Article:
Spence Fine Art
Interior and Fine Art Photography

Interior Design Photography Tips and Tricks

In the age of Instagram, it’s not an overstatement to say that killer interior design photography is a requisite for a savvy design business. Quality imagery of your work is a must. Without it, how can future clients see the caliber of your craft, your creativity, or your attention to detail?

So what does it take to get the kind of photos that attract clients in droves?

Shoot for social.

for Instagram-friendly photos? Use bright, airy images, brand your content with a consistent photography style, and take up as much real estate as possible. Post as many things as you can in portrait orientation, or using the 4 x 5 crop, so it takes up more space on people’s phones. If you shoot landscape, it takes up half the amount of space and makes less of an impact.

Get clients on board early.

Hiring the best photographer in the business won’t help your cause if your client isn’t on board with the shoot.

Most of the clients who want their own privacy, In those cases, we work through it with them to ensure they feel protected and that their privacy is maintained while we are still able to showcase our work. We also include a section on photography and promotion in our contract. It references the need to photograph the project and how it can and will be used by our firm in promotion, as well as language that helps the client understand that we won’t exploit them by using their name or any identifying details without their written consent.

Maximize shoot day.

Shoot day is a true collaboration between designer and photographer. Make it a priority to be at every single shoot—no matter how busy we are. These photos live on forever. If we spent years designing it, we want to make sure the shots are perfect. Getting every single angle and a close-up shot of quite literally everything in these homes, and takes a long time. A full day is to be expected but to maximize the number of shots you get, style the space in advance. This lets the photographer work through the home without any downtime and frees up the designer to be in the room making final adjustments and approving shots.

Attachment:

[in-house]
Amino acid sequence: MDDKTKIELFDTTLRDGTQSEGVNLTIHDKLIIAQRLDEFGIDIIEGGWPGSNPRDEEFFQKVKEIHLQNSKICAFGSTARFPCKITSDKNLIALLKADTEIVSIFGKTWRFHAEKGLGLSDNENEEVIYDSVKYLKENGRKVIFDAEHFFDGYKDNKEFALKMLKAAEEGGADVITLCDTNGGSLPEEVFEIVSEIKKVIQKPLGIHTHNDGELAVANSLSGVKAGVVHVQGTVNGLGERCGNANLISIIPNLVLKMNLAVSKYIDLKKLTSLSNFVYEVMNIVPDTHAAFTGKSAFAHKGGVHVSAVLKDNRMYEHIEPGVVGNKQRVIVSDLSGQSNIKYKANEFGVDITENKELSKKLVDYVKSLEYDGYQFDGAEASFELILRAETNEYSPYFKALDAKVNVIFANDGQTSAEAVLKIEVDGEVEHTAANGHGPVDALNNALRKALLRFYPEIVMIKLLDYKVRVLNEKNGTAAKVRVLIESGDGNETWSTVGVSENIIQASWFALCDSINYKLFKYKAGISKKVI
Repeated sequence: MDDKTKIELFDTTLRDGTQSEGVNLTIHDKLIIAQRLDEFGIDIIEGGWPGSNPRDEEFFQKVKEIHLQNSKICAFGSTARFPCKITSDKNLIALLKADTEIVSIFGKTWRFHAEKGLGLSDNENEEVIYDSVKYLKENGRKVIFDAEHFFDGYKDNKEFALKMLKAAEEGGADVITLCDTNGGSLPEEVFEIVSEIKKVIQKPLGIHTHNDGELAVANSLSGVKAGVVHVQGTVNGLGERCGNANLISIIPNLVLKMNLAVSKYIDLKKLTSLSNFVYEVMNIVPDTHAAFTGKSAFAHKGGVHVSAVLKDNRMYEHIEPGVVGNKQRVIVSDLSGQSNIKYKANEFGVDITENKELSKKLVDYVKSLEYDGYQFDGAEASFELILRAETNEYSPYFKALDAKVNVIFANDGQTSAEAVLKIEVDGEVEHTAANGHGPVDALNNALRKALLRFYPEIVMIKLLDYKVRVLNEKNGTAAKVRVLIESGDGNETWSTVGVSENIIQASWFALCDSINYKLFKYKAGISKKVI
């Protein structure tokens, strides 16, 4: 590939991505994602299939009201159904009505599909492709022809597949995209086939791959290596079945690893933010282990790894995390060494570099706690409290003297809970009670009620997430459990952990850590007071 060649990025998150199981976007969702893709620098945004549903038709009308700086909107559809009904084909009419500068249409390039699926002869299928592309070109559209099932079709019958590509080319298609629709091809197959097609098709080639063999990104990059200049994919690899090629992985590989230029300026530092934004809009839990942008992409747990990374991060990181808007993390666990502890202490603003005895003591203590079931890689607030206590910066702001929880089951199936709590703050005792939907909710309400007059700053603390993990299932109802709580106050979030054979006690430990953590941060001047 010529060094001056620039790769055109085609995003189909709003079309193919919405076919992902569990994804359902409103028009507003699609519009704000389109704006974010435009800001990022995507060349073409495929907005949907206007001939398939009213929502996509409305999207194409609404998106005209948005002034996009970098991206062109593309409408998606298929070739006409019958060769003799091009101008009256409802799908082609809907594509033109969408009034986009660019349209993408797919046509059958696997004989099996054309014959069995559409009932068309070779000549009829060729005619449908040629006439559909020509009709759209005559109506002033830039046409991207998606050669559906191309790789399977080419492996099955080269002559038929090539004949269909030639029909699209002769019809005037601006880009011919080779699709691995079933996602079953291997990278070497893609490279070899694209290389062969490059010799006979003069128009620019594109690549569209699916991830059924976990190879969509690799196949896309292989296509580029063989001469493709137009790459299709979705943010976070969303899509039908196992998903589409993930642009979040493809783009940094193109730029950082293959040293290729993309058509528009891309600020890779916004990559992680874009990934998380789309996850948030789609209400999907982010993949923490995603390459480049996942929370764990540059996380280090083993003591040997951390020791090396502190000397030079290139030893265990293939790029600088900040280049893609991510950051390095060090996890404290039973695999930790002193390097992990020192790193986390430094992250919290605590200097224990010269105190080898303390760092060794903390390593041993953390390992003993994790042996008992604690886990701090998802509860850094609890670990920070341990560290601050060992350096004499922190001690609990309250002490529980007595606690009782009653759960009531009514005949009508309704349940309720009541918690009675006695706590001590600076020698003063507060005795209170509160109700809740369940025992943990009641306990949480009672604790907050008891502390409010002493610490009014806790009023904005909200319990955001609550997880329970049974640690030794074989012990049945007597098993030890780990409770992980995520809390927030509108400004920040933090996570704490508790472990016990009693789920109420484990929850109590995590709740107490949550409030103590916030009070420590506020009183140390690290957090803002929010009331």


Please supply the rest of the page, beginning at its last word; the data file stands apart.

Photography is a way of getting the word out about your business.

How to Shoot It Yourself

There’s no substitute for professional photography, but if it’s simply not in your budget or you’re using your phone to capture behind-the-scenes shots for social media, there are ways to make sure your DIY snapshots are top-notch.

1. Set it upright.

Clean off your lens, turn off all the lights in a room, let in as much natural light as possible, and turn on your phone’s gridlines feature to get a shot with straight lines.

2. Shoot from the hip.

Get a power stance going and shoot from a little bit above your belly button. This makes the space feel grander and invites people into the room.

3. Expose the highlights in a room.

Before you take a picture, tap the brightest spot on your phone’s screen (often a window or open door), says Stoffer. This exposes your photo for the highlights in the room. Your raw photo might look dark, but you’ll be able to brighten it up when you edit without creating blown-out highlights.

4. Always edit.

Editing will have a major impact on the look of an iPhone photo. Use the popular VSCO app.

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